There is a common misconception prevalent among the general populace about libertarians. It is that we are all heroin injecting, weed smoking, cocaine sniffing, prostituting, free loving libertines. The responsibility for the ubiquity of this grave misconception lies squarely at the feet of libertarians ourselves. We’ve done a terrible job of explaining the difference between our interpersonal ethics (the non-aggression principle) and intrapersonal ethics (religion or personal values).

Now, to be sure, some libertarians do fit the description above. Those are not libertarians with which I would associate myself, nor are they in any way indicative of the personal character of most libertarians. The vast majority of us are (relatively) normal people who adhere to the personal value ethics of either a mainstream religion or general cultural principles of what is considered good behavior. No offense is meant to those eclectic few who do fit the stereotype above, but they are not at all representative of the general libertarian population.

The general libertarian population operates and makes value judgements according to two different ethical principles. The first principle is what makes a libertarian, a libertarian: namely, the non-aggression principle. This is an interpersonal ethic that guides both how we interact with others and how we morally judge the actions of others. It is an incredibly simple standard that leaves massive leeway for a variety of individual action. This principle quite simply holds that no individual should aggress against the person or property of any other individual, ever, period. The only exception to this is retaliatory action in response to an overt, aggressive act. This is the ethic on which we base our entire political philosophy. It makes no assertions regarding what the proper way to experience life is, but merely says that however one proceeds in their existence, it cannot involve aggression against others, period.

Most (not all) libertarians also have what I call an intrapersonal ethic-an ethic that guides how they behave in day-to-day lived experiences. This ethic involves some conception of what the “good life” entails and how one should go about pursuing it. This personal philosophy can take many forms, from religions like Protestant Christianity to existentialism to secular humanism to Islam or any other life philosophy one can imagine. We do not advocate for the use of coercive force to make others adhere to this life philosophy because we recognize the pluralistic nature of humanity. Because we acknowledge that each individual is unique, with their own set of unique circumstances and experiences, we recognize that conceptions of the good life will vary wildly from person to person. Some may even fully believe they have discovered the one true, proper good life and attempt to convince others of this notion, but they will never violate the higher intrapersonal ethic of non-aggression in doing so. Thus, the duality of libertarianism that puzzles so many is established: we have one set of guiding principles for how we judge human-to-human interaction, and an entirely different set of principles lighting the path we take in our own personal walk through existence.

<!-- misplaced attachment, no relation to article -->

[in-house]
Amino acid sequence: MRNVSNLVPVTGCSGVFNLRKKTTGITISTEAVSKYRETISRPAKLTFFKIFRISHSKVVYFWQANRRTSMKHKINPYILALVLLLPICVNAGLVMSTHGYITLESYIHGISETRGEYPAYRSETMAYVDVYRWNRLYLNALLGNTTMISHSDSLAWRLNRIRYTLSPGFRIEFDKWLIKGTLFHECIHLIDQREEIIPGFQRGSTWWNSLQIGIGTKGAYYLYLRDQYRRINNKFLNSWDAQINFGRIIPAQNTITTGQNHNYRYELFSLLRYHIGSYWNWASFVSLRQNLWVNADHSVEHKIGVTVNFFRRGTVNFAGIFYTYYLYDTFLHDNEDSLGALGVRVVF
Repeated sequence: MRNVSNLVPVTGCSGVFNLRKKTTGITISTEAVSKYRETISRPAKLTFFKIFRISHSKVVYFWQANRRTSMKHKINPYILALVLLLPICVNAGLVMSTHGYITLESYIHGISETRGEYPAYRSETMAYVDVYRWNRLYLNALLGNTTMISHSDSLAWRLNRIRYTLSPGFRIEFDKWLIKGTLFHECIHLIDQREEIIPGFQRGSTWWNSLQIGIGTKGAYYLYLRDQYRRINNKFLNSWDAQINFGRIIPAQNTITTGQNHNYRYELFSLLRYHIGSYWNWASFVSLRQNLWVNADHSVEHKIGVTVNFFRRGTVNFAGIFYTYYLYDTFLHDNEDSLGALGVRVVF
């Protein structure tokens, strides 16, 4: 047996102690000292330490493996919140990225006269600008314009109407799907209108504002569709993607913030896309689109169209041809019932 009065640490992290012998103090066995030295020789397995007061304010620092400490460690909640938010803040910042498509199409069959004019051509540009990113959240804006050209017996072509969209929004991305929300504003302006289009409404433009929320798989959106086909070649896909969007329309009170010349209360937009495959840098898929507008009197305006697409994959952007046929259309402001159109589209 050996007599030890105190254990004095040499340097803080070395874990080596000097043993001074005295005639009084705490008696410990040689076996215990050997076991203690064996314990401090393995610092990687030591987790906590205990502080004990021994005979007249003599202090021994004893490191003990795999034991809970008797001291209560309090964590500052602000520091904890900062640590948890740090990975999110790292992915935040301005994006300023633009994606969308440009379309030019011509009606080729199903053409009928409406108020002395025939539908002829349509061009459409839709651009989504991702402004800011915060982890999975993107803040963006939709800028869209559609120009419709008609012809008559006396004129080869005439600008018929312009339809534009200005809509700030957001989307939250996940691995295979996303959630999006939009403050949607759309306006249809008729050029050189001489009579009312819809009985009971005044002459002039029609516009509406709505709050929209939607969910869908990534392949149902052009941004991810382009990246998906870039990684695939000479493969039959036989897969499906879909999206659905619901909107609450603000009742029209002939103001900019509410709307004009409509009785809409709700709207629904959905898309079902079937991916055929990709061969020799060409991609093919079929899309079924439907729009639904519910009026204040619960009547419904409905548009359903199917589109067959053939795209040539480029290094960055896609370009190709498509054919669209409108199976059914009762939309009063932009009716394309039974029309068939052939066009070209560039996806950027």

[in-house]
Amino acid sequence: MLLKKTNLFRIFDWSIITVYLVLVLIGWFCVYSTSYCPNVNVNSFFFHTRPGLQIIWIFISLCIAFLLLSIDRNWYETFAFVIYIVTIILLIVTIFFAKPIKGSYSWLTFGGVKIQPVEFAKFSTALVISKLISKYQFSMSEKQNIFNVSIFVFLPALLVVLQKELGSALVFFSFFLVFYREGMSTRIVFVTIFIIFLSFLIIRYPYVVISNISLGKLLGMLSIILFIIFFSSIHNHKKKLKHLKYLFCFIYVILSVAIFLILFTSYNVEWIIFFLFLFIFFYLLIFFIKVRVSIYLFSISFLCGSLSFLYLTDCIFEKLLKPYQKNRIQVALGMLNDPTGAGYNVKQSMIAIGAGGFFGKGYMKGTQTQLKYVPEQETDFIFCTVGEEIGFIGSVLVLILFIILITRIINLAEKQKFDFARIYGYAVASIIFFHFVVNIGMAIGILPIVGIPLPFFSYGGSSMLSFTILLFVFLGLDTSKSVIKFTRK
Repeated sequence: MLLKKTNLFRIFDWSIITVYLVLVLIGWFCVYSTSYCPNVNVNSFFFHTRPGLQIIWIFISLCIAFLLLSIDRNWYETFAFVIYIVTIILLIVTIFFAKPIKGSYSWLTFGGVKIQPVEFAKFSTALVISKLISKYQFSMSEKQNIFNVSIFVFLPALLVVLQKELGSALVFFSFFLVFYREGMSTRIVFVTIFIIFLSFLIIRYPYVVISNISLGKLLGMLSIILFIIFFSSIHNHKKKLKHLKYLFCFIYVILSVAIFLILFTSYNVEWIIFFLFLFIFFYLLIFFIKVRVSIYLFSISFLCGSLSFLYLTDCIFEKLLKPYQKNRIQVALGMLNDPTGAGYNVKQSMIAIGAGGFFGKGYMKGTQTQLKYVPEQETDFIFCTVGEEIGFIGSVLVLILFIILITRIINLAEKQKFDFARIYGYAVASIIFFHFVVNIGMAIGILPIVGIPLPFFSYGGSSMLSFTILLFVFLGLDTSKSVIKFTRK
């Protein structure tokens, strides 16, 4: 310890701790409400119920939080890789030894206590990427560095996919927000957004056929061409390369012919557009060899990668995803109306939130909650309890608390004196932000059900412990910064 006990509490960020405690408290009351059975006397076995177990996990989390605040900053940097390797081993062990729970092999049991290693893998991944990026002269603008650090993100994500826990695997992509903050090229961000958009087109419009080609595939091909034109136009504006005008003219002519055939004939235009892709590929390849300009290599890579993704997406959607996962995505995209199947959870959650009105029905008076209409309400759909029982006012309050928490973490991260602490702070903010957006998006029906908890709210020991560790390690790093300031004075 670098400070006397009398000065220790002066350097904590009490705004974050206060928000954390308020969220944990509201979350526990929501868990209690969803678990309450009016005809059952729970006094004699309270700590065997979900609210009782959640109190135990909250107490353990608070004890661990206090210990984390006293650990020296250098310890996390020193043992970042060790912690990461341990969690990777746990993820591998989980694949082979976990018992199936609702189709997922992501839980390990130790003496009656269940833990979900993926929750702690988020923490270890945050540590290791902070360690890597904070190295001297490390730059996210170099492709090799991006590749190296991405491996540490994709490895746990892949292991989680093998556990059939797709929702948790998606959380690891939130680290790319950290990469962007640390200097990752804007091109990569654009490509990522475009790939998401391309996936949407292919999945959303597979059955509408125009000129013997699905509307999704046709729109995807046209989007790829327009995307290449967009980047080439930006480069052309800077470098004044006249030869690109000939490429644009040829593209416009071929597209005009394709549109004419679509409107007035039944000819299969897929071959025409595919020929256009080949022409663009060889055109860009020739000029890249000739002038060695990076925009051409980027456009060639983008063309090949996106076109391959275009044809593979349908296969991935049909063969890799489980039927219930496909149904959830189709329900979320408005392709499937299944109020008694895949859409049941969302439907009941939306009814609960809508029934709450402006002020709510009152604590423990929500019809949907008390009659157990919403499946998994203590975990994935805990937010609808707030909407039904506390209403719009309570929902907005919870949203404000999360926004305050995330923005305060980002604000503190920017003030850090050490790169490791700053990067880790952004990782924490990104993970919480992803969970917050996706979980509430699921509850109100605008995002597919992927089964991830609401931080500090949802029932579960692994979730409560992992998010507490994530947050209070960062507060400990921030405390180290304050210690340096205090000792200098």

This explains the seeming paradox of people like my dear friend Anja. Anja is a devout Christian who fully believes that salvation through Christ and attempting to follow Him as closely as possible is the one and only way to achieve the good life. This means she does not accept, participate in, or condone a variety of currently illegal or heavily regulated activities like prostitution, drug use, pornography, stripping, and even gay marriage. However, she simultaneously would advocate for all of these activities to be perfectly legal and entirely unregulated because she recognizes that to make them illegal or heavily regulated would violate the non-aggression principle and the very right to self-ownership that every human being should enjoy. She would never participate in any of these activities, and would even actively campaign against individuals participating in them with great vigor; however, she does not advocate for the state to use its coercive monopoly on force to stop these activities at the point of a gun because none of these activities she considers illicit are actually, tangibly aggressing against the person or property of another human being. Thus, she follows the intrapersonal ethic of her Christianity by actively lobbying against these activities whilst also simultaneously following her interpersonal ethic by recognizing the freedom of individuals to participate in them as they please.

Thus, it is now comprehensible why libertarians advocate for the freedom to perform actions we ourselves would never even contemplating partaking of. Advocating for the freedom to do something on grounds of the non-aggression principle does not mean that we, ourselves, would ever do that thing or that we would even condone others doing it. We simply hold the interpersonal ethic of non-aggression in the highest regard whilst simultaneously adhering to our own standards for personal conduct and proper, moral behavior. This is a result of our recognition that the beautiful uniqueness of the human experience means the only way to ensure the maximum happiness of everyone, everywhere is to allow complete freedom to pursue the good life, whatever that may entail, so long as it does not harm others.